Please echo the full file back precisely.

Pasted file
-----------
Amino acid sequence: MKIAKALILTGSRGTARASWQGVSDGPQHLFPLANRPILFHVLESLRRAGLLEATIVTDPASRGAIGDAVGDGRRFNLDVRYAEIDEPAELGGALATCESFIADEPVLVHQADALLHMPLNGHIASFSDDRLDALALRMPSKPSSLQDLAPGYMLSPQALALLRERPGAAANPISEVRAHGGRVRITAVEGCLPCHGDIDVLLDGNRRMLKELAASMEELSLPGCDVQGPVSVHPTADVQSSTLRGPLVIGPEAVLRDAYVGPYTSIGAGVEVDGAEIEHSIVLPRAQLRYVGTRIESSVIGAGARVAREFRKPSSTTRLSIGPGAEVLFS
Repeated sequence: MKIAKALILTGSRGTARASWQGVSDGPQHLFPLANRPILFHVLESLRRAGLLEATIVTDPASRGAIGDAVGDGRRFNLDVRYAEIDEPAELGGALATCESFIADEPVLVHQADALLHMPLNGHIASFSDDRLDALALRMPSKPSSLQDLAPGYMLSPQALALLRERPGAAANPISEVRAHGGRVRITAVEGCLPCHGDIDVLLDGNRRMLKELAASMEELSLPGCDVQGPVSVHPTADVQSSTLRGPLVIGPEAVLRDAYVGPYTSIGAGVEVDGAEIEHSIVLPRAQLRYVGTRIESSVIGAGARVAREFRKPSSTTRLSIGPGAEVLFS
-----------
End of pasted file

Amino acid sequence: MKIAKALILTGSRGTARASWQGVSDGPQHLFPLANRPILFHVLESLRRAGLLEATIVTDPASRGAIGDAVGDGRRFNLDVRYAEIDEPAELGGALATCESFIADEPVLVHQADALLHMPLNGHIASFSDDRLDALALRMPSKPSSLQDLAPGYMLSPQALALLRERPGAAANPISEVRAHGGRVRITAVEGCLPCHGDIDVLLDGNRRMLKELAASMEELSLPGCDVQGPVSVHPTADVQSSTLRGPLVIGPEAVLRDAYVGPYTSIGAGVEVDGAEIEHSIVLPRAQLRYVGTRIESSVIGAGARVAREFRKPSSTTRLSIGPGAEVLFS
Repeated sequence: MKIAKALILTGSRGTARASWQGVSDGPQHLFPLANRPILFHVLESLRRAGLLEATIVTDPASRGAIGDAVGDGRRFNLDVRYAEIDEPAELGGALATCESFIADEPVLVHQADALLHMPLNGHIASFSDDRLDALALRMPSKPSSLQDLAPGYMLSPQALALLRERPGAAANPISEVRAHGGRVRITAVEGCLPCHGDIDVLLDGNRRMLKELAASMEELSLPGCDVQGPVSVHPTADVQSSTLRGPLVIGPEAVLRDAYVGPYTSIGAGVEVDGAEIEHSIVLPRAQLRYVGTRIESSVIGAGARVAREFRKPSSTTRLSIGPGAEVLFS